The daily educational pearl – TRALI

Transfusion related lung injury (TRALI)

= acute dyspnoea with hypoxia and bilateral pulmonary infiltrates during or within 6 hours of transfusion, not due to circulatory overload or other likely cause

– cause not very clear, but potentially antibodies to white cell antigens or other neutrophil priming agents

Clinical features:

required by definition to diagnose TRALI:
– onset within 6 hours of transfusion
– bilateral infiltrates on CXR
– hypoxia

– hypotension
– fever

 Who is at risk?

– risk 7 times higher with plasma-rich components (eg FFP, platelets)
– patients who receive bloods products from female donors, with previously pregnant female donors as highest risk

– supportive – ventilation / inotropes for hypotension

– preferentially plasma from male donors used for FFP / platelets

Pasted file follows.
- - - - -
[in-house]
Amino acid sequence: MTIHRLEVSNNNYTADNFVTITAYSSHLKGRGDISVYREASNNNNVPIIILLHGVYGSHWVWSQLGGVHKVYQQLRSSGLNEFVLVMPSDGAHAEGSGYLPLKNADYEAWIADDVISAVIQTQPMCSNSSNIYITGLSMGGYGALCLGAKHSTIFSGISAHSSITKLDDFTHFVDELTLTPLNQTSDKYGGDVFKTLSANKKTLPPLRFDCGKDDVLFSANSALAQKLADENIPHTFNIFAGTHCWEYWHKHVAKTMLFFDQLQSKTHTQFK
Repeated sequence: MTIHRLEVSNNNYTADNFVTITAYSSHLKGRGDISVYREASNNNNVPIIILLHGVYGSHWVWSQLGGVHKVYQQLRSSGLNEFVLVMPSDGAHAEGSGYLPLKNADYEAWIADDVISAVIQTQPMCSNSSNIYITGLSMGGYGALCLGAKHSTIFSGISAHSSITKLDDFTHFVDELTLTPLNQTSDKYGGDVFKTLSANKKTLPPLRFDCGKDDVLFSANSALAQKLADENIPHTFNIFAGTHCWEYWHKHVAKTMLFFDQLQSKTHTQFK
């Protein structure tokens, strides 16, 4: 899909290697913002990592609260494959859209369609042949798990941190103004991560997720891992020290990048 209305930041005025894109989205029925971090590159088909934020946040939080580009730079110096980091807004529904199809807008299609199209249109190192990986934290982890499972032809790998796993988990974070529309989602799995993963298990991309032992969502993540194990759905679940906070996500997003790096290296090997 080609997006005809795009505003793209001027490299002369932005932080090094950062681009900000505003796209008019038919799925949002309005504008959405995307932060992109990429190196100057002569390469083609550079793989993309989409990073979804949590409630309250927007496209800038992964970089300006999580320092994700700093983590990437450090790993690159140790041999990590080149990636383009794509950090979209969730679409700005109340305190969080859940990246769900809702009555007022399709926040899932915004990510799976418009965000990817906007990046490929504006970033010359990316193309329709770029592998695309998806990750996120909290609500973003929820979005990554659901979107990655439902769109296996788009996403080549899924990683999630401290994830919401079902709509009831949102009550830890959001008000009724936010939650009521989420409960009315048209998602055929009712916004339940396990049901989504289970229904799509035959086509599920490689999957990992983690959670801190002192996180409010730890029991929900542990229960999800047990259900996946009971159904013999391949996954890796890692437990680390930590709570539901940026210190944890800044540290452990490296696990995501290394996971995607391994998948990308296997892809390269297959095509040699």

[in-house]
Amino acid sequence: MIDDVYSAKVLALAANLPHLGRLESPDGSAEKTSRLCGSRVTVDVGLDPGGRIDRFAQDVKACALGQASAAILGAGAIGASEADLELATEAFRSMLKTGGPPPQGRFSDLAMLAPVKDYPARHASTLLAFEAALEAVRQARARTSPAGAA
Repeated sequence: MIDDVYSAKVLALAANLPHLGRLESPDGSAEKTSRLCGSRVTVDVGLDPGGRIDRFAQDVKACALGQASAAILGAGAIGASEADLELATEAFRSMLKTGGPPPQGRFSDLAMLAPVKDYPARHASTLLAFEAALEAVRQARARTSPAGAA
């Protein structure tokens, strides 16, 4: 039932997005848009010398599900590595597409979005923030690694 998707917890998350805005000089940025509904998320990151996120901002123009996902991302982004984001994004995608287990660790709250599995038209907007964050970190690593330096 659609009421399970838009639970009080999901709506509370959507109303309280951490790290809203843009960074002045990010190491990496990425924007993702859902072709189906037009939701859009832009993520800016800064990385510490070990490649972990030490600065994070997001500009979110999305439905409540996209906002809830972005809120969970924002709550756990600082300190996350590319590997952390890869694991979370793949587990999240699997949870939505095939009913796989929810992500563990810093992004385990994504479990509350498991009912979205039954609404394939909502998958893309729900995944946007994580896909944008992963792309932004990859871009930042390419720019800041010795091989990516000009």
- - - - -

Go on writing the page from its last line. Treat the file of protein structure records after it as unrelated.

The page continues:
All suspected reactions should be reported to the blood bank.

2 thoughts on “The daily educational pearl – TRALI

  1. Interesting. I wonder how often we miss patients with TRALTI thinking it’s simply fluid overload? I assume TRALI is fairly uncommon.

    • It is fairly uncommon, they say the incidence is 1/2,500 – 1/5,000 transfusions. And quite often these patients don’t have the best hearts and/or have other reasons to develop ARDS. But I guess it’s useful to be aware of it.

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